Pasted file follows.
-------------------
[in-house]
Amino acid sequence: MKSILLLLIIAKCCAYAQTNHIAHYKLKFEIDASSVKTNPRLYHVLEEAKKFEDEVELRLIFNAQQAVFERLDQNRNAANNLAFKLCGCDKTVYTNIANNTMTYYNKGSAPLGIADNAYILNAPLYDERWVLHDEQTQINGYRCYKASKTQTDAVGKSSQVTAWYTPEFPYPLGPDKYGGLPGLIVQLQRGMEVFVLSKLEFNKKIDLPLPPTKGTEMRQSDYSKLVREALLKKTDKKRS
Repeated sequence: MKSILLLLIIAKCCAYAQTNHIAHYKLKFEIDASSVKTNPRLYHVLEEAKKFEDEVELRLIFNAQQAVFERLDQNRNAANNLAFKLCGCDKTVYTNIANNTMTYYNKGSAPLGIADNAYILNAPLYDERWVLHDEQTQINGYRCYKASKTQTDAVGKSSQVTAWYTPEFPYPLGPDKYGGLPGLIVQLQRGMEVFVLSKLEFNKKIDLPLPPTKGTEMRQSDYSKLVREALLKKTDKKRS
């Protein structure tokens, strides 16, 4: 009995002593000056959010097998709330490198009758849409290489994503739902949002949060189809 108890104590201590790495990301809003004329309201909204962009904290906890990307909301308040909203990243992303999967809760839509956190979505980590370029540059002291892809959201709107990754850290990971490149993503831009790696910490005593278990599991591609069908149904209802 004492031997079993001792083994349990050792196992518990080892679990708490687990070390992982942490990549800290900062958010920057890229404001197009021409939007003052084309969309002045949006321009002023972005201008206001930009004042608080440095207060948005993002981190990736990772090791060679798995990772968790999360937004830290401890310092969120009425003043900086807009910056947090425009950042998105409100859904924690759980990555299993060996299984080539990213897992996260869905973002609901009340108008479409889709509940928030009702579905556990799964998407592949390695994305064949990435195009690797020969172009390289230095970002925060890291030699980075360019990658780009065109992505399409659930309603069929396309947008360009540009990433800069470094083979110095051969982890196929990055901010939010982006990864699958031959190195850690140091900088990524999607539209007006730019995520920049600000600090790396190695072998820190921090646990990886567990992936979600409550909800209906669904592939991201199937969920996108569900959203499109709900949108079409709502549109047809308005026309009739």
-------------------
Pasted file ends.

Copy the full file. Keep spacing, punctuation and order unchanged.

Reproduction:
[in-house]
Amino acid sequence: MKSILLLLIIAKCCAYAQTNHIAHYKLKFEIDASSVKTNPRLYHVLEEAKKFEDEVELRLIFNAQQAVFERLDQNRNAANNLAFKLCGCDKTVYTNIANNTMTYYNKGSAPLGIADNAYILNAPLYDERWVLHDEQTQINGYRCYKASKTQTDAVGKSSQVTAWYTPEFPYPLGPDKYGGLPGLIVQLQRGMEVFVLSKLEFNKKIDLPLPPTKGTEMRQSDYSKLVREALLKKTDKKRS
Repeated sequence: MKSILLLLIIAKCCAYAQTNHIAHYKLKFEIDASSVKTNPRLYHVLEEAKKFEDEVELRLIFNAQQAVFERLDQNRNAANNLAFKLCGCDKTVYTNIANNTMTYYNKGSAPLGIADNAYILNAPLYDERWVLHDEQTQINGYRCYKASKTQTDAVGKSSQVTAWYTPEFPYPLGPDKYGGLPGLIVQLQRGMEVFVLSKLEFNKKIDLPLPPTKGTEMRQSDYSKLVREALLKKTDKKRS
């Protein structure tokens, strides 16, 4: 009995002593000056959010097998709330490198009758849409290489994503739902949002949060189809 108890104590201590790495990301809003004329309201909204962009904290906890990307909301308040909203990243992303999967809760839509956190979505980590370029540059002291892809959201709107990754850290990971490149993503831009790696910490005593278990599991591609069908149904209802 004492031997079993001792083994349990050792196992518990080892679990708490687990070390992982942490990549800290900062958010920057890229404001197009021409939007003052084309969309002045949006321009002023972005201008206001930009004042608080440095207060948005993002981190990736990772090791060679798995990772968790999360937004830290401890310092969120009425003043900086807009910056947090425009950042998105409100859904924690759980990555299993060996299984080539990213897992996260869905973002609901009340108008479409889709509940928030009702579905556990799964998407592949390695994305064949990435195009690797020969172009390289230095970002925060890291030699980075360019990658780009065109992505399409659930309603069929396309947008360009540009990433800069470094083979110095051969982890196929990055901010939010982006990864699958031959190195850690140091900088990524999607539209007006730019995520920049600000600090790396190695072998820190921090646990990886567990992936979600409550909800209906669904592939991201199937969920996108569900959203499109709900949108079409709502549109047809308005026309009739």